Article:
Example Of Argumentative Essay On Phillis Wheatley’s Place In American Literature
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Phillis Wheatley was the first African-American woman to be published as a poet. Her early history gives a clue as to her sheer brilliance at depicting the plight of slavery. Born in 1753, little Phillis was sold off to a wealthy American family. John Wheatley, a wealthy merchant, bought her for his wife Sussanna. They named her after the ship which brought her to America, the Phillis.She was also given the family surname, as per the conventions followed back then. Phillis was tutored and taught to read and write by Mary Wheatley, the Wheatley’s eldest daughter. Recognizing her talent, the Wheatley family further encouraged her to study. By her teens, Phillis was well accomplished in reading difficult Greek and Latin classics, as well as the Bible. Phillis was strongly motivated by the works of Jon Milton and Alexander Pope. It was by virtue of the persistent encouragement and inspiration that Phillis took up poetry. Her works majorly focused on the slavery and the artistic liberty that the Blacks were entitled to. She was a major influence on leading the society against antislavery, by the might of her pen and poetry. Though critics often claim that her work doesn’t take a strong stand, it is of no doubt that Phillis’ poignancy and subtleties truly make her stand out amongst several of her contemporaries. Her continuous strive to rise above the poor African economy, and publish her works internationally
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makes her an exemplary poet, and place her as a valuable gem in the history of American Literature.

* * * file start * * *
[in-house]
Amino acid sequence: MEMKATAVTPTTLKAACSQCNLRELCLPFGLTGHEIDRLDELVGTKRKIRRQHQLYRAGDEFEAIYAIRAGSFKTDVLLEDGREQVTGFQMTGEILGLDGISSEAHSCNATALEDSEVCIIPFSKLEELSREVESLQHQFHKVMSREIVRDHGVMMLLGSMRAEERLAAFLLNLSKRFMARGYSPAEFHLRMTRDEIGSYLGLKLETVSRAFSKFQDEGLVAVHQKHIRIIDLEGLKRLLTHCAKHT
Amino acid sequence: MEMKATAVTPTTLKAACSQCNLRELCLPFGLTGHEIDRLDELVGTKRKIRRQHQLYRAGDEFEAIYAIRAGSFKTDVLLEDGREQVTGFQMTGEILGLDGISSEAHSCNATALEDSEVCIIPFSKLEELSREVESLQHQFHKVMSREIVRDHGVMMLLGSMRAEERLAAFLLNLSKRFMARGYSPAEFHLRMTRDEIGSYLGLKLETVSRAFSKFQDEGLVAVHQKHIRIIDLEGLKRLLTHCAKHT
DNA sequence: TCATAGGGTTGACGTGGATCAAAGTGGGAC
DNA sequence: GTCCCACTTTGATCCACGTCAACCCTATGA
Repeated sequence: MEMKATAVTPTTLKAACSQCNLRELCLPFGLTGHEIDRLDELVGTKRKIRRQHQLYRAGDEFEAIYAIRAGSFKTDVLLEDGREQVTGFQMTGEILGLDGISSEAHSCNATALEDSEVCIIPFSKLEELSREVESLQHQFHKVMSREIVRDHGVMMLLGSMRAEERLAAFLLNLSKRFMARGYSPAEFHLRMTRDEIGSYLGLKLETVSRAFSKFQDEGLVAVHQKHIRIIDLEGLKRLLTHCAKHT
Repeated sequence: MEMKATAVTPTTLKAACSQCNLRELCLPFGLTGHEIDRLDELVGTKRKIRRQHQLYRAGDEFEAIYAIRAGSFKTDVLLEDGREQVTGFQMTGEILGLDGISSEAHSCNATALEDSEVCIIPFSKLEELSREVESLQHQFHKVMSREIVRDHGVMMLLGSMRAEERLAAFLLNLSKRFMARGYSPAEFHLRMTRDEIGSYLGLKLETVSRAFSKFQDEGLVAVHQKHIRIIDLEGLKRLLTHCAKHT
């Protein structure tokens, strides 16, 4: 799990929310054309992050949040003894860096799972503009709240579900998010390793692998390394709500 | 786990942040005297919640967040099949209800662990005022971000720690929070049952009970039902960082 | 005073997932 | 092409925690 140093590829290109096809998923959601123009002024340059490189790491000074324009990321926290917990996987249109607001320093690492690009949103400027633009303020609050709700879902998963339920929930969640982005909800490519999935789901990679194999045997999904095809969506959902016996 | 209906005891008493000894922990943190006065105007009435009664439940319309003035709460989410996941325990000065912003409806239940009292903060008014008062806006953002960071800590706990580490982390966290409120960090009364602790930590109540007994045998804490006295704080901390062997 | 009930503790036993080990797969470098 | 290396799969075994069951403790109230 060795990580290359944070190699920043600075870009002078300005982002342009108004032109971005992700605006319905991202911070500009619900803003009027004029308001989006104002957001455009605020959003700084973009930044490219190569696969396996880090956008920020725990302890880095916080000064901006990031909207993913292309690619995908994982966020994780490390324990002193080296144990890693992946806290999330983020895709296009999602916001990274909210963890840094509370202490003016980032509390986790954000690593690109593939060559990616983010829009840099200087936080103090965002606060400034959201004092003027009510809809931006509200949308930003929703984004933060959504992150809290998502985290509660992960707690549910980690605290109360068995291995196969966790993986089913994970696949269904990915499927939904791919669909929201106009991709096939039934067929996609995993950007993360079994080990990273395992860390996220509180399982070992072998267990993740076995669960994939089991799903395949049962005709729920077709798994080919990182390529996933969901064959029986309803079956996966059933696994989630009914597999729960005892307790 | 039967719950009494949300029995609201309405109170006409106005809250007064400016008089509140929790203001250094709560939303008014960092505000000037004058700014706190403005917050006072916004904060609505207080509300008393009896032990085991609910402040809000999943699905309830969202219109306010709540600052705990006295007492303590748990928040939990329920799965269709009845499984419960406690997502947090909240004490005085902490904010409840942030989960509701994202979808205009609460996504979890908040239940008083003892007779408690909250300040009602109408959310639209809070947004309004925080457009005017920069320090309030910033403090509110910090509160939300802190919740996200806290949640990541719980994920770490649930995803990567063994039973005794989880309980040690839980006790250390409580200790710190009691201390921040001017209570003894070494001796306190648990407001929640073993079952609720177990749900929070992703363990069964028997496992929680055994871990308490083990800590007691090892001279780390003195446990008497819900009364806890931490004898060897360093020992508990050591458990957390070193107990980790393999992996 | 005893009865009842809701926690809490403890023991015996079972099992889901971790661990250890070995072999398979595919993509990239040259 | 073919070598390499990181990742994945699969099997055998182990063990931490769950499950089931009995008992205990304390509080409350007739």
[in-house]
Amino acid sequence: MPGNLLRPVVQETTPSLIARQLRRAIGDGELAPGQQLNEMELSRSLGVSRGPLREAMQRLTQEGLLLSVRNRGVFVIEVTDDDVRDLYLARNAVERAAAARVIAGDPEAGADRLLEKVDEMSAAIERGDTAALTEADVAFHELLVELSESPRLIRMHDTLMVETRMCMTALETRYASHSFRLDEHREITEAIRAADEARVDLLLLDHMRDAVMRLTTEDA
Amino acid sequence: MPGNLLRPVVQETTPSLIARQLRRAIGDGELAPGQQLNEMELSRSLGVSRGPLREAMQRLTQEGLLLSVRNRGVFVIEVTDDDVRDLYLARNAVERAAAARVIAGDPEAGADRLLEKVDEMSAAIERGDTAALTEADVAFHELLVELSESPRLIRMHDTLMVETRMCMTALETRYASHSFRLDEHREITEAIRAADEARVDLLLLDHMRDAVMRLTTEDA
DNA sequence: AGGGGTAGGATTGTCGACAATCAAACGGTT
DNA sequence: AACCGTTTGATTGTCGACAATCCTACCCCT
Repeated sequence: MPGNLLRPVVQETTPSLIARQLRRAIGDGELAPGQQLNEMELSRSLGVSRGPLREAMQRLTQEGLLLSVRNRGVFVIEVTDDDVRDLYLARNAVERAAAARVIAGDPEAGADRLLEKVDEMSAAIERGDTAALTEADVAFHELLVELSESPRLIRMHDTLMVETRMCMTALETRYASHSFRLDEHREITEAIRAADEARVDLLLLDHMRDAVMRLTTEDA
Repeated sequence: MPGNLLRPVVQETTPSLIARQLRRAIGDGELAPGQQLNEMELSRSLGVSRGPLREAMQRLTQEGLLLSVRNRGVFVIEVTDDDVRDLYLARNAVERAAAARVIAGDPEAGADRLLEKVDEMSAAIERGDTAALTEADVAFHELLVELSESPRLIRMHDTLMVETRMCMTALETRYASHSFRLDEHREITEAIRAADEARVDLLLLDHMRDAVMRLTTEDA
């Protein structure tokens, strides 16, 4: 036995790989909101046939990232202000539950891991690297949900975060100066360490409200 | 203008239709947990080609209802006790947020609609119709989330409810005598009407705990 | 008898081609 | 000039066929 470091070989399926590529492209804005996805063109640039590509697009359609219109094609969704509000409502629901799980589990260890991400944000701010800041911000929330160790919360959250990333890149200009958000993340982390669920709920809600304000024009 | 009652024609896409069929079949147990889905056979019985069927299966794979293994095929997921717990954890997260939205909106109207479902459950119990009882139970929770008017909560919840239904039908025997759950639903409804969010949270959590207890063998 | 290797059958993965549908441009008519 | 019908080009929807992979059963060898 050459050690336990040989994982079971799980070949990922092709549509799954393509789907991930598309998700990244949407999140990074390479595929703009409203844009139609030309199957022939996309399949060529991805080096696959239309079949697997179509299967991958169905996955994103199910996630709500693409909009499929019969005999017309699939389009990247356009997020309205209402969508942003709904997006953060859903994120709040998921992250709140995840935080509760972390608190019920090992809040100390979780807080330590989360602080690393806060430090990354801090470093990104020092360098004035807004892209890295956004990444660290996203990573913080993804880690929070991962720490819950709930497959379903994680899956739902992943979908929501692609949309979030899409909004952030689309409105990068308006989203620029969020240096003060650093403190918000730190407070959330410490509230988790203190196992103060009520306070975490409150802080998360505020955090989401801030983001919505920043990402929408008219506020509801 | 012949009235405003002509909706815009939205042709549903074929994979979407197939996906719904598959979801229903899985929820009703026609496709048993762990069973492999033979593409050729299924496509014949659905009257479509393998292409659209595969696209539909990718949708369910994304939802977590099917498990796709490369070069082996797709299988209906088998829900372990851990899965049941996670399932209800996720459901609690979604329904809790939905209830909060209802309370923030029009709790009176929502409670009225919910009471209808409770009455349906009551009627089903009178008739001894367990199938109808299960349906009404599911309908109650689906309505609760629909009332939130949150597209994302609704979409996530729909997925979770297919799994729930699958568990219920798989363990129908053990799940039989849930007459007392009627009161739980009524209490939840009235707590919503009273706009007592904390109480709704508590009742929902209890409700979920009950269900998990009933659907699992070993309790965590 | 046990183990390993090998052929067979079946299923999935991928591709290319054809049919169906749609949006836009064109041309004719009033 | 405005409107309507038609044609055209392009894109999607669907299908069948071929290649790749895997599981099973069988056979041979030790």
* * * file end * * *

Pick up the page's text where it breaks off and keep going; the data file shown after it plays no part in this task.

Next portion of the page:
Phillis wrote several poems, and was a prolific poet. Her poem “To a Clergyman on the death of his lady” shows that death can speak to life. Wheatley represented several selves in this poem. A dead lady is asking her husband to “no more with grief retire.”(Wheatley, Phillis) She wants him to come out of his sadness and move on with his life till it is time for him to join her in the afterworld. Wheatley, thus, personified beyond death. This style made her readers value the fact that souls speak out loud too, only if we pause and listen. This subtlety in representing death and the miseries it causes to the ones left behind, is sheer genius indeed. The poet knows that even when the slaves are sold off and torn away from their families, there is a lot of wretchedness and hurt. However, she urges these unfortunate families to move on with their lives, because ultimately, living is all that matters. The parallel between death and moving away from loved ones can be compared. Wheatley never gives her readers a direct answer. She leaves much to her readers’ imagination and interpretation. She is never loud, but always nuanced in her approach.
The relevance of her works still holds in today’s world. Many critics argue that her poems aren’t exact protests against slavery, due to their soft approach. She never takes a stand against slavery; sometimes she refers to her life as a slave a boon that introduced her to Christianity, and yet again, she claims slavery is a punishment to the millions. The critics say that her conflicting feelings never give a resolution to the stand that she claims to hold. The critics also claim that her lineage doesn’t provide any solution to the 21st-century problems, and don’t hold much significance in the contemporary scenario. They say that Wheatley didn’t want to be too vocal in
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her approach towards a protest against antislavery, as she didn’t want to appear as a “Barbarian.” (M’Baye,Babacar )She was supposedly, too fond of her British and American society and didn’t want to be shunned from her group of friends due to her lineage, as well as her work. (M’Baye,Babacar )But it is not really true. In her own distinctive style, Wheatley did all she could to give a voice to the Blacks. Yes, in a way, she often didn’t take a direct stand. She left much to interpretation. It was the British society that had given her a platform, and perhaps she feared that antagonizing them would deter her from writing further. She only wanted to write. Her love for writing is undeniable, and applause worthy. All her struggles and approaches were directed towards being a poet.